Day One. We spent the night "dispersed camping" at the trailhead. This is legal here, since it is not in either of the two national parks. In fact, at the Rowell Meadow trailhead there is a vault toilet and a fire pit. At our trailhead, Horse Corral, there is a parking lot and nothing else. And there was a fair amount of traffic in the parking lot, since it also serves the Sequoia High Sierra Camp. The only people who signed out trail register during our trip were all either going to the SHSC or doing the great day-hike to Mitchell Peak, our top day hike in the Sierra.
It's a steep climb for a mile up to Marvin Pass, and we startled a bear in the first 300 yards as we started up the trail. He took off and a full sprint down the hill, again confirming that no human can run nearly so fast as a bear. They can absolutely fly, over hill and dale, through bushes and trees. Amazing.
And we saw the footprints of another large carnivore here. Note the puma track below. We saw these for about a mile along the trail...
From the top of Marvin Pass the trail climbs and drops for a couple of miles until it drops down steeply into the Sugarloaf Valley at Comanche Meadows. A mapping note here: various maps show between zero and two different trails along this route. There is one trail, you cannot miss it, and there is no other trail.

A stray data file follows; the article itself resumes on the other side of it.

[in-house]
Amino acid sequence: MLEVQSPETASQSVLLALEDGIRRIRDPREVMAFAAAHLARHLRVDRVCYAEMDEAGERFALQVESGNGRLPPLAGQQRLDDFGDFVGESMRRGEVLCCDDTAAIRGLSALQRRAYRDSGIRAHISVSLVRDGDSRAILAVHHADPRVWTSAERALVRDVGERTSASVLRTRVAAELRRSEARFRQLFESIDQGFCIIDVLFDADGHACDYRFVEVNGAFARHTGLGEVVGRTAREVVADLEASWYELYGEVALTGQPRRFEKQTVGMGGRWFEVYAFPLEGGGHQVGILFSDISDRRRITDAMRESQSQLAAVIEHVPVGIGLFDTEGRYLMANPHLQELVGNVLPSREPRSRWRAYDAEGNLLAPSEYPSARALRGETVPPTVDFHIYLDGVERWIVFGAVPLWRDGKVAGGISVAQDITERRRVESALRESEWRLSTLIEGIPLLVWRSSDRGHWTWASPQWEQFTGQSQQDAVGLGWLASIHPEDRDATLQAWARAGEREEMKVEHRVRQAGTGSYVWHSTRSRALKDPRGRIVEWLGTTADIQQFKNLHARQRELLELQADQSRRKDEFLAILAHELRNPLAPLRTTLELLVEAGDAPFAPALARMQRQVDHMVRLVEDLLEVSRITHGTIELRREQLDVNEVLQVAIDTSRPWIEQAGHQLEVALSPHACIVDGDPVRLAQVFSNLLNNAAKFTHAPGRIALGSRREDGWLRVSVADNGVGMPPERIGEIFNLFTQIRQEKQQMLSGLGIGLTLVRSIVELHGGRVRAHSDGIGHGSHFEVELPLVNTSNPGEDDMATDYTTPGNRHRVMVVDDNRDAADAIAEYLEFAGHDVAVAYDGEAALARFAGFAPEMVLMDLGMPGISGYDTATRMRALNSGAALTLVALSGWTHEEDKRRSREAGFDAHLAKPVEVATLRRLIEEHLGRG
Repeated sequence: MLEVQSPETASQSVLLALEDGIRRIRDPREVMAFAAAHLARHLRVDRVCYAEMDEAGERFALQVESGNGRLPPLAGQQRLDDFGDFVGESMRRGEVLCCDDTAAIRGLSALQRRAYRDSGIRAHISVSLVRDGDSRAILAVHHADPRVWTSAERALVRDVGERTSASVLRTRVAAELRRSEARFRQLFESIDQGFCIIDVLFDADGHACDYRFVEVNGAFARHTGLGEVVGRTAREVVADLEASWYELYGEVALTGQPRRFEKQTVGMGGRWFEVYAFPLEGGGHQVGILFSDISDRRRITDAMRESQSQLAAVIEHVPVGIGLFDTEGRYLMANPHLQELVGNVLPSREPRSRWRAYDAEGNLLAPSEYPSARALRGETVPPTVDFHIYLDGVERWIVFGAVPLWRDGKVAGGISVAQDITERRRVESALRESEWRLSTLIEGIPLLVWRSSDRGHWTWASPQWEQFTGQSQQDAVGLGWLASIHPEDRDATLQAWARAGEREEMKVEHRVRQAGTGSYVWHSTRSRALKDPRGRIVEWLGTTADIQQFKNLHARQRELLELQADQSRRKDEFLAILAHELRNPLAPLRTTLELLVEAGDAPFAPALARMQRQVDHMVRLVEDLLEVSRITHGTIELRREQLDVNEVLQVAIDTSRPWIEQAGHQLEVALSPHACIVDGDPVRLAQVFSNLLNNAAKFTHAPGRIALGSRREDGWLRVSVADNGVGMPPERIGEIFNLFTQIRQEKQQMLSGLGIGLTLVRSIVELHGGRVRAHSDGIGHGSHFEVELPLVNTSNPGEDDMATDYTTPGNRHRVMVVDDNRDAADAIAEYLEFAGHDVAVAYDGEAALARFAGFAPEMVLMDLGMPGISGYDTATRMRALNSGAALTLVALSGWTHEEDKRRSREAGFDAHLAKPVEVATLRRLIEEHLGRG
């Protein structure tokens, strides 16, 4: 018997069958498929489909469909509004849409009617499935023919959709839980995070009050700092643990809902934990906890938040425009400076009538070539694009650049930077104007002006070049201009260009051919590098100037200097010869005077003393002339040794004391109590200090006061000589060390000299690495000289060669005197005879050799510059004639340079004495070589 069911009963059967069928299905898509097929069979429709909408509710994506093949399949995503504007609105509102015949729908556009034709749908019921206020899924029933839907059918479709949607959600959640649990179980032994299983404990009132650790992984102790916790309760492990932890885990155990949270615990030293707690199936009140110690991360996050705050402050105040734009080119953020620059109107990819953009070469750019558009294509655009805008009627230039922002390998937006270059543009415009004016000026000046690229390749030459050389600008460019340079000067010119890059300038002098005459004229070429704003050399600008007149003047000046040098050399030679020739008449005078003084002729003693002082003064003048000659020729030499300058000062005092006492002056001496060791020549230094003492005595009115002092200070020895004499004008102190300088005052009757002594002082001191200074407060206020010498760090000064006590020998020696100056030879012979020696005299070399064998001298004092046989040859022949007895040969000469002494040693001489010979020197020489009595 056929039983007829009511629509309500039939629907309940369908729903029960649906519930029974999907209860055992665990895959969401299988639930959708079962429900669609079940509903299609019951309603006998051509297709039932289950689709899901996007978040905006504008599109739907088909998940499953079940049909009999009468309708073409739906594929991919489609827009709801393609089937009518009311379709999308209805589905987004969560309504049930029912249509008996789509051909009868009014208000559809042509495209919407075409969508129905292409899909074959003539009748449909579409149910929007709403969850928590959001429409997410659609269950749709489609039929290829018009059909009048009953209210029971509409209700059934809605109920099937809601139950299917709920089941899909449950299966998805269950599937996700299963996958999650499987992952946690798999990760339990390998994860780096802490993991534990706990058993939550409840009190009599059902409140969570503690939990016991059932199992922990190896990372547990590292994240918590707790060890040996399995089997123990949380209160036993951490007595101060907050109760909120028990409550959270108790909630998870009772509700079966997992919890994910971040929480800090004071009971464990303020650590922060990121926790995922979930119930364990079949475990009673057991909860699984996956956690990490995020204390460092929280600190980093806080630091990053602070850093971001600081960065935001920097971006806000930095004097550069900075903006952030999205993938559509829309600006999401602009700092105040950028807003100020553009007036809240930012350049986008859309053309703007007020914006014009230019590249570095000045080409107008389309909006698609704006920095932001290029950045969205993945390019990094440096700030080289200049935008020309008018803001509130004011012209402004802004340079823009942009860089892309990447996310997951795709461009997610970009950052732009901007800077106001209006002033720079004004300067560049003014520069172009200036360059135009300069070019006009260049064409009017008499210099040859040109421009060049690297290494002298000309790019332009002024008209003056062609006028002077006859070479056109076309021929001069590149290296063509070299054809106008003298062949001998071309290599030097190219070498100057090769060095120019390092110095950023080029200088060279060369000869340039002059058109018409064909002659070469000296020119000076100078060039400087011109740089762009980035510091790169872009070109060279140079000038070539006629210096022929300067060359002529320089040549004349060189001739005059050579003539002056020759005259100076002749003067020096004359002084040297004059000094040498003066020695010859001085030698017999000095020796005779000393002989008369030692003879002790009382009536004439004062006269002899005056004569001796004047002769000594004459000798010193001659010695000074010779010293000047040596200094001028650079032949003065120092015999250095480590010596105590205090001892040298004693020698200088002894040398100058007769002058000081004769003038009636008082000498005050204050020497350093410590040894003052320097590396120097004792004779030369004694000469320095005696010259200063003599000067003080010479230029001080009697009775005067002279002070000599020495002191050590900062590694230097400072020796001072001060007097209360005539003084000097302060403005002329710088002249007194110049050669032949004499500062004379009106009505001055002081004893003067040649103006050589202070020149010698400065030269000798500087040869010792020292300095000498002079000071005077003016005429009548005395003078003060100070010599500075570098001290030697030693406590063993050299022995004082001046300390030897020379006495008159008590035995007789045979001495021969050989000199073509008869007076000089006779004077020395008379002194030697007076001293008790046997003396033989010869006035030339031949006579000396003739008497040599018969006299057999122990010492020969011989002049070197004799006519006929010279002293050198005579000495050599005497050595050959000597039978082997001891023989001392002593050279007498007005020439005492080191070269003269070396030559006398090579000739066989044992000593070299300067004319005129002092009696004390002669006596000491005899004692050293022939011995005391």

There is also some minor fire damage on the last 1/2 mile before Comanche Meadows, but it was bursting with wildflowers when we were there. On the other hand, there weren't a lot of views from this trail, and what we saw concerned us--lots of smoke from the Big Sur fires made visibility pretty darn poor.
The rest of the day was spent on a long and relatively flat hike down the Sugarloaf Valley, past Sugarloaf Dome itself (photo below), across Sugarloaf Creek, until we finally made camp at Ferguson Creek. Our NatGeo map says that from Comanche Meadows to the Roaring River Ranger Station is seven miles. The NPS signs say it is nine. Having hiked it, we think it is closer to seven. But the map also shows a creek coming out of Ellis Lakes, and that creek was bone dry when we hike by in early August. It's hard to imaging it carrying much water any other time during the season. But Sugarloaf and Ferguson Creeks were both running fine.
On the other hand, P was hoping to fish those creeks at some point on the hike, and they were both small enough and, in the case of Sugarloaf Creek warm enough, that he decided to give the fish a break.
We hadn't seen soul on this hike so far, except for the bear. Late in the evening a ranger and a string of pack horses came through Ferguson Creek with supplies for the next few weeks.
Day Two. Up early and headed off to Roaring River. This part of the trail goes up and over a ridge, and then follows the Roaring River (which was at least growling happily) up to the ranger station. We stopped in and chatted with Ranger Cindy, since we'd been given a kind of introduction by someone on a backpacking forum. Cindy was full of great recommendations of books to read (she has plenty of time to read!) as well as some of the historic sites and relics we might visit on our trip. She also clarified some of the confusing printed regulations that we'd been given when we got our permit. We must have spoken to her for almost an hour--a real pleasure!